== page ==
One out, three bids left for DoD EHR
The PwC team vying for the Department of Defense $11B contract has been dropped from the running.
"PwC’s bid will not be advancing further in the bid review process, but we don’t have details on the decisions," a spokesman for PwC told Healthcare IT News today. "DoD will provide PwC a debrief on the decision at a later date."
PwC US Public Sector Managing Partner Scott McIntyre released this statement:
“PwC remains committed to helping support the health and well-being of our troops and their families. We will continue to work closely with the Defense Department in any capacity that serves those goals.”
PwC's team included Medsphere, offering the sole open source EHR in the competition. Medsphere's OpenVista EHR is a commercial version of the Veteran's Administration's open system. Also part of the PwC group was Google, General Dynamics Information Technology and DSS Inc.
[See also: PwC to offer DoD open source EHR.]
The DoD's $11 billion Healthcare Management Systems Modernization Electronic Health Record program would replace and modernize the existing EHR system, which supports more than 9.7 million beneficiaries, including active duty, retirees and their dependents. It serves patients and clinicians in 2,300 locations around the world.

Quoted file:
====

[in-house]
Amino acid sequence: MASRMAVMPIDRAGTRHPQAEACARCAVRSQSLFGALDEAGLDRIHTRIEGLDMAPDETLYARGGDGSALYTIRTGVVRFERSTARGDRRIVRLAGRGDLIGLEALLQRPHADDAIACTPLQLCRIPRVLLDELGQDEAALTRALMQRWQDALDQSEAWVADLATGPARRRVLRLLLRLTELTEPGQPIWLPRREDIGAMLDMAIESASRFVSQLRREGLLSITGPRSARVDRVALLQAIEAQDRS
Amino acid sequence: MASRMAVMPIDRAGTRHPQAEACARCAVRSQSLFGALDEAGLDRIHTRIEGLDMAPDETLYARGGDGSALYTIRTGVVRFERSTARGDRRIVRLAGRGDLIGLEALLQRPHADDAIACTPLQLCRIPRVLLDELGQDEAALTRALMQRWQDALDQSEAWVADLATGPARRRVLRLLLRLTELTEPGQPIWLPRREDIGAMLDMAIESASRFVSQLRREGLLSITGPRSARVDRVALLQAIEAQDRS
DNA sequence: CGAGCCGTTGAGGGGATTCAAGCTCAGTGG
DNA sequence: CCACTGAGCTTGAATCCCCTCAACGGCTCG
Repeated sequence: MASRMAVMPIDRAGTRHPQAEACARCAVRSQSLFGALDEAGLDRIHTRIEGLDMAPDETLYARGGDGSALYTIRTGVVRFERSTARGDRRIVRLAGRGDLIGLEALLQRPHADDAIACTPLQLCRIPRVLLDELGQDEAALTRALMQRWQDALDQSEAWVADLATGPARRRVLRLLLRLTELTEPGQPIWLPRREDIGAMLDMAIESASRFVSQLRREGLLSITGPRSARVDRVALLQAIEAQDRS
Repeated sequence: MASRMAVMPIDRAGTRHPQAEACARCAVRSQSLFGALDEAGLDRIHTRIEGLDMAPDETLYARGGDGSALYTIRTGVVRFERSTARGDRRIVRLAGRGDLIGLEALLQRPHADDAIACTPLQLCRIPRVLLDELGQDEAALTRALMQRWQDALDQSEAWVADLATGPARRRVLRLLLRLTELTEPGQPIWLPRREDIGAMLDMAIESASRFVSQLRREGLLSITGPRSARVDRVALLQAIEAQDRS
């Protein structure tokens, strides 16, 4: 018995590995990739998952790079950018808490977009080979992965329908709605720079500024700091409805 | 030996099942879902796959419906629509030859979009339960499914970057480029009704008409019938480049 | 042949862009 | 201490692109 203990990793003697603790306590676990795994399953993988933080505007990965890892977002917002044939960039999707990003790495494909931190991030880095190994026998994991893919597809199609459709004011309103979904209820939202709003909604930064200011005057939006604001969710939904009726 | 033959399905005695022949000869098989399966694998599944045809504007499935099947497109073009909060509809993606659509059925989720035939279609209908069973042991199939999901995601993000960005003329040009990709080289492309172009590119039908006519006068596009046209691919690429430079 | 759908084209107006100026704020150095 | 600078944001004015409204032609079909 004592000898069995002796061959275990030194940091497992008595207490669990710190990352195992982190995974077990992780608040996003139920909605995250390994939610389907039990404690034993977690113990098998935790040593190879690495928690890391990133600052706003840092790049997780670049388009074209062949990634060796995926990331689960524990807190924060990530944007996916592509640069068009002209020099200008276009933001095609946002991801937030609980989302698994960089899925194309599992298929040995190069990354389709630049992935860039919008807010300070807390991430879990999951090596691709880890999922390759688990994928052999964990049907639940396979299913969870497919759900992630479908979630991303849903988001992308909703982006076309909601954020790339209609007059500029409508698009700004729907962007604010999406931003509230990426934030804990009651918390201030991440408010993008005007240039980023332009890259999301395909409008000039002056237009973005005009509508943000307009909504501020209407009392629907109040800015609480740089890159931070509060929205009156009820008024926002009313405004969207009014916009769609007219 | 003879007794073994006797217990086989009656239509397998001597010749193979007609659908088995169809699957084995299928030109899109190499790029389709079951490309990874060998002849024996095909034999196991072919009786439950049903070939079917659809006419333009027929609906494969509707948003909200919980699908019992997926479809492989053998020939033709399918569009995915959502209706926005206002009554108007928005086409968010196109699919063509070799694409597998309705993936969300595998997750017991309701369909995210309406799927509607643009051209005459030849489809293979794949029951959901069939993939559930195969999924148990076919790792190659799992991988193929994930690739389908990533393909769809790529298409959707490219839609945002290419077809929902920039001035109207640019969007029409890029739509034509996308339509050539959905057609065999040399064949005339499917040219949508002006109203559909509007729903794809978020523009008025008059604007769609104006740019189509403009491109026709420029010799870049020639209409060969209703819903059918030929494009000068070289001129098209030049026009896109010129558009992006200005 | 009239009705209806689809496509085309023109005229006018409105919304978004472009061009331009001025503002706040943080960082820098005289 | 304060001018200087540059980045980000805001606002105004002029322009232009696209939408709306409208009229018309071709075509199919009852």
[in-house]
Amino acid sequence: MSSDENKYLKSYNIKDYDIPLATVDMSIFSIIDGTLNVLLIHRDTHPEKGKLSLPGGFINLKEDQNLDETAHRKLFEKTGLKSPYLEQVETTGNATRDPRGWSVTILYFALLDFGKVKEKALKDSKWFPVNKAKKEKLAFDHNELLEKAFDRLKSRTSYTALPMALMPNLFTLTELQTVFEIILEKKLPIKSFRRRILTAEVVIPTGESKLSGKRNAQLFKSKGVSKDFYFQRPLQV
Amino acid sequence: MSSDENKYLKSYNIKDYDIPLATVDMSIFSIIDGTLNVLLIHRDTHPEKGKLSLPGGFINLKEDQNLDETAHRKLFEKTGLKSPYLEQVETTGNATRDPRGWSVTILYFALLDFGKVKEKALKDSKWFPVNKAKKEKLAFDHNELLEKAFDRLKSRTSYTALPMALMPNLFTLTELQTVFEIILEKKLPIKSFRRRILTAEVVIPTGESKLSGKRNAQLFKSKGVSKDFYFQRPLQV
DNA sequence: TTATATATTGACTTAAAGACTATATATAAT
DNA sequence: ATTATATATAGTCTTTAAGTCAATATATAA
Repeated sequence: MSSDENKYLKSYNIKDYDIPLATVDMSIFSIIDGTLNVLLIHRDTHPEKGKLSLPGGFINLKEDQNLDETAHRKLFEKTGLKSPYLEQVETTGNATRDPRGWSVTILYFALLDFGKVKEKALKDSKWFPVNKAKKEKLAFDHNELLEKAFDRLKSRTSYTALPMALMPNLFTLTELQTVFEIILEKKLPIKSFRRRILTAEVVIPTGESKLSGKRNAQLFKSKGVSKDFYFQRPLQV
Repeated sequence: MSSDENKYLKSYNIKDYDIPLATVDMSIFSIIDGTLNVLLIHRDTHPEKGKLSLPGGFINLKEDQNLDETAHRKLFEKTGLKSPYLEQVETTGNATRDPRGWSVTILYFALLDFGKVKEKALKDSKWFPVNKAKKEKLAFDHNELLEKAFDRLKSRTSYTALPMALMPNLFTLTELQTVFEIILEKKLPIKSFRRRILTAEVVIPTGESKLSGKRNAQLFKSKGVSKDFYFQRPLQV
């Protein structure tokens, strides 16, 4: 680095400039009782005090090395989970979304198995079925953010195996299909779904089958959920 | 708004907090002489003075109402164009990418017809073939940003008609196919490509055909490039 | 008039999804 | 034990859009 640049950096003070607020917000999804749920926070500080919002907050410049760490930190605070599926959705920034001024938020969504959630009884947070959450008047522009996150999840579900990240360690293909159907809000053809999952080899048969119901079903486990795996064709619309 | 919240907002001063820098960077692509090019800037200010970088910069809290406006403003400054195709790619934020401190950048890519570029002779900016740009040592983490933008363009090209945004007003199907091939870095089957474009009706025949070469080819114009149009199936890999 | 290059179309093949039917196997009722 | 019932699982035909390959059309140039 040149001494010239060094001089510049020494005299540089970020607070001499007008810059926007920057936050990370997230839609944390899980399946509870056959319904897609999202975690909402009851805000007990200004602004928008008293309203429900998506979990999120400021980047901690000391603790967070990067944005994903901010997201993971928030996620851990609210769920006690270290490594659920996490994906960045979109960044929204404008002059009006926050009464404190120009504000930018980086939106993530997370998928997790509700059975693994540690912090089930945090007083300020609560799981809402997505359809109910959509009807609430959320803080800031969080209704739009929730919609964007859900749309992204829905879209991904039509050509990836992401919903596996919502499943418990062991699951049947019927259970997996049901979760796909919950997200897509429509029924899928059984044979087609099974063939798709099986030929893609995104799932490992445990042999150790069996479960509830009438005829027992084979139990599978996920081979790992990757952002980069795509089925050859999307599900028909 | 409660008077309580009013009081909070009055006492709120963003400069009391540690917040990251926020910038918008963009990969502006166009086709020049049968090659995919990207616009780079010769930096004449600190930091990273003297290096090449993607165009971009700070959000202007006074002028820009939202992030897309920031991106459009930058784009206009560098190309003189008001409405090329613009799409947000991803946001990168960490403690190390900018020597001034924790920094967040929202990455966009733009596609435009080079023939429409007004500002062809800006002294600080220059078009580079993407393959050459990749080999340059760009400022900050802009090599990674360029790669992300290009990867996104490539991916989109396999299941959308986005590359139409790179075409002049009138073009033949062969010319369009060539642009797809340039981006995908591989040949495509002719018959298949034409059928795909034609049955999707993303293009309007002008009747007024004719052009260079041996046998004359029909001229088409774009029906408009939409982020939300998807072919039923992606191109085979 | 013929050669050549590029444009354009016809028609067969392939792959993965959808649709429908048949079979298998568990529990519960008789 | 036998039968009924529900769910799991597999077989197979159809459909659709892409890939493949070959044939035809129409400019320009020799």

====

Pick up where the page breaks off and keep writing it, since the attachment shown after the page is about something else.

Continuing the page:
The teams now left in the running for the work are:
- IBM and Epic
- Computer Sciences Corp., partnered with HP and Allscripts
- Cerner, Leidos, Accenture Federal and Intermountain Healthcare
The announcement of the successful bidder is expected this coming June.
Efforts this morning to reach a DoD spokesman and PwC were unsuccessful.
The Center for New American Security tried to influence DoD to go with an open platform.
On Feb.12, the center released its report, "Reforming the Military Health System," pointing to the dire need for change in how we care for military personnel and their families. The report turned a critical eye to DoD's indecision in the past regarding which path to take with respect to providing an EHR for military personnel and veterans.
[See also: Choose an open EHR, DoD is urged.]
Report authors called for an open-source EHR system, value-based care and access to their own medical records for soldiers and veterans.
The report also called for an EHR system that is "extensible, flexible and easy to safely modify and upgrade as technology improves and interoperability demands evolve.
"DOD is about to procure another major electronic (health records) system that may not be able to stay current with – or even lead – the state-of-the-art, or work well with parallel systems in the public or private sector," the authors wrote. "We are concerned that a process that chooses a single commercial 'winner', closed and proprietary, will inevitably lead to vendor lock and health data isolation.
"We believe that, like in so many other aspects of our society, DOD could play a leadership role," they concluded. "It could catalyze expectations, model behavior, and deliver measurable outcomes far outside its five walls. Nowhere is this more true, more necessary, and more far-reaching than the modernization of healthcare services."